Empire in Black and Gold is the first book in the Shadows of the Apt series. The series is finished, it consists of 10 books and it has garnered flattering reviews from the blogosphere. I have been circling it for some time and finally decided to give it a go.
At the beginning, the author throws us in the middle of a battle for the city of Myna, where Stenwold Maker and his friends are trying to help the city fend off the attack of the Wasp Empire. In the midst of all chaos, we are presented with barely a sketch of a somewhat different fantasy setting. I really like my FSF this way. At the start, you see a tip of the proverbial iceberg, and then your patience is rewarded as you read along.
The city of Myna is lost and twelve years later, we are back in the presence of Stenwold Maker, who, ever since the fall of Myna, has vainly preached against the threat of the Wasp empire in his home city of Collegium. All the while, he has been training young agents to aid him in his covert fight and to be ready when the time comes to fight in the open.
After several years of piece, the Empire is on the march again and Stenwold activates his latest recruits —his niece Che, his mysterious ward Tynisa, Prince Salma of the Dragonfly Commonweal, and apprentice artificer Totho – to spark resistance and expose the sinister agenda of the Empire. They are also joined by his old friend Tisamon, a master swordsman.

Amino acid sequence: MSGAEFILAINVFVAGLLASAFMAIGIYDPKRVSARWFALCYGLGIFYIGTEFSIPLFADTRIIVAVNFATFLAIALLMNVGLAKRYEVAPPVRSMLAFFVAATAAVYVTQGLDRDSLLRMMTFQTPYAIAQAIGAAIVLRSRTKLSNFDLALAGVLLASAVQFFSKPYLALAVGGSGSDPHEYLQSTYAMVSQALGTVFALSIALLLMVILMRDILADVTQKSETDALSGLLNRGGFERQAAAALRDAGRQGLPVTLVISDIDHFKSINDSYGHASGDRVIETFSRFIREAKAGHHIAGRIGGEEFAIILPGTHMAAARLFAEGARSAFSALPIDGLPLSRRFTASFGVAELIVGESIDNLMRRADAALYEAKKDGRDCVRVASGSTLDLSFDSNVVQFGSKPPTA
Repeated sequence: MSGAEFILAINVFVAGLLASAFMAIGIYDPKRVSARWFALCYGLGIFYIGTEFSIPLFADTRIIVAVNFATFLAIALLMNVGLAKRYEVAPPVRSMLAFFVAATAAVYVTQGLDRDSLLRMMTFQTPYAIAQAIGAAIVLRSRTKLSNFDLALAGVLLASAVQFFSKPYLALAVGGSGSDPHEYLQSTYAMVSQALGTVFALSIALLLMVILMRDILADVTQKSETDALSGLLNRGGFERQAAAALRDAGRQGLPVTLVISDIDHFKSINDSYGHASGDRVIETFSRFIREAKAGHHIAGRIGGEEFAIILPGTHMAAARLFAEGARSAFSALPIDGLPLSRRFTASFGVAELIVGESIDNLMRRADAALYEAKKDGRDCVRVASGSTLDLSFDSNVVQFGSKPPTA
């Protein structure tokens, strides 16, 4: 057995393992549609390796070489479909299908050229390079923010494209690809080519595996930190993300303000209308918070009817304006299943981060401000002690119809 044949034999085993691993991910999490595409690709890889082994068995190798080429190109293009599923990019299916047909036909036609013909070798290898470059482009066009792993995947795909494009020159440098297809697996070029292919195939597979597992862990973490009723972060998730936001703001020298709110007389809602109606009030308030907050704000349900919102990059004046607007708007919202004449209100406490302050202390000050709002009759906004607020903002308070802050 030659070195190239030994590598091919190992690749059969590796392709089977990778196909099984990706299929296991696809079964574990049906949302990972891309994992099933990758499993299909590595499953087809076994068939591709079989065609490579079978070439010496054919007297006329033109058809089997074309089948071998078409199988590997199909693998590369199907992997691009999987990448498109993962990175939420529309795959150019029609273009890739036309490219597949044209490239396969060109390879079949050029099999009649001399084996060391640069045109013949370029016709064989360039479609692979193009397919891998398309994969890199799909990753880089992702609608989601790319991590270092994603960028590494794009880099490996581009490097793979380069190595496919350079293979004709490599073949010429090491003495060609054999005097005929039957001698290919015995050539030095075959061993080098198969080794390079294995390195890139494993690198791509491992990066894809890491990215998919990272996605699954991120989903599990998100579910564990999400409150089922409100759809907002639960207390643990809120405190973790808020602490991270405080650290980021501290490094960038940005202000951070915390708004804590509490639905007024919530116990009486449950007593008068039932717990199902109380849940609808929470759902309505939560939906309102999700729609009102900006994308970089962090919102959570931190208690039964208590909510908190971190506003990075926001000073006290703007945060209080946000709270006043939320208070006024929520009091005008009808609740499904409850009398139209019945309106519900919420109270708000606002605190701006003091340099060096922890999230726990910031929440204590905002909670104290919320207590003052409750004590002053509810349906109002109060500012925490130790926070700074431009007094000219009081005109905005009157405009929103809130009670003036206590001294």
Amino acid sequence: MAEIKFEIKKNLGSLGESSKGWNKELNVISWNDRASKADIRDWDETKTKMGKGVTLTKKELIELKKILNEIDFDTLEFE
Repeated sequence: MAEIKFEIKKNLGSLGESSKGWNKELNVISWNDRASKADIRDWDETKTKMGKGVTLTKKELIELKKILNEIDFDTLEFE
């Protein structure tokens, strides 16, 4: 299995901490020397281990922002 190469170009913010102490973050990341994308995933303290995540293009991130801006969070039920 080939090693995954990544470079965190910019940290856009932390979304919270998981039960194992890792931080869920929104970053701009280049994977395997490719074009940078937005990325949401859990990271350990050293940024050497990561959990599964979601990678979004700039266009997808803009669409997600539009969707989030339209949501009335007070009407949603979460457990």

As the book progresses, we are drawn into a unique fantasy world. Rather uncommonly for the fantasy genre, the author does not shy away from the use of technology. However, it is not merely used to set the world apart from the usual medieval fantasy setting. Technology is here an important plot device. The world of the Shadows of the Apt is at a turning point as the inevitable industrial progress brings change that strongly reflects in the thoughts and actions of the characters. On one side there are the kinden that are apt, which means that they can use machines and complex tools to even build aircrafts of various designs, and they represent the new world, world of technology, science and progress. On the other side, representing the old world ruled by magic, myth and mystical powers, are the inapt kinden, who are unable even to unlock the door with a key.
Maybe the most unique trait of this fantasy setting is the fact that the races of its inhabitants have names and certain characteristics of insects. I only recently found out that Tchaikovsky derived his inspiration from an RPG that he had been playing, which had the insect races in it. The beetle kinden are stocky, enduring and the best artificers among all kinden. The wasps are aggressive, spiders devious, ants strong and good soldiers, mantises perfect warriors, and so on. Each race has some unique art - wasps can fly and create balls of energy from their hands, spiders can affect other people’s emotions, ants can talk to each other telepathically.
As for the plotting, the book is reminiscent of a war/spy/adventure novel. The Wasp Empire is represented by Thalric, who is the chief antagonist. He is an officer in the secret service of the Wasp Empire and he is an excellently crafted character - a villain who is a hero of his own story.
The book as a whole makes a very good read, but does have certain flaws, mainly concerning the pace. I had the impression that the author had so many ideas and just had to present them all in the first book, which made it a little hard to read at times. Because of that, I was reluctant to continue with the series, but I eventually gave in and read the next one, the review of which will, hopefully, be posted on this blog, soon.
My grade: 3 1/2 out of 5.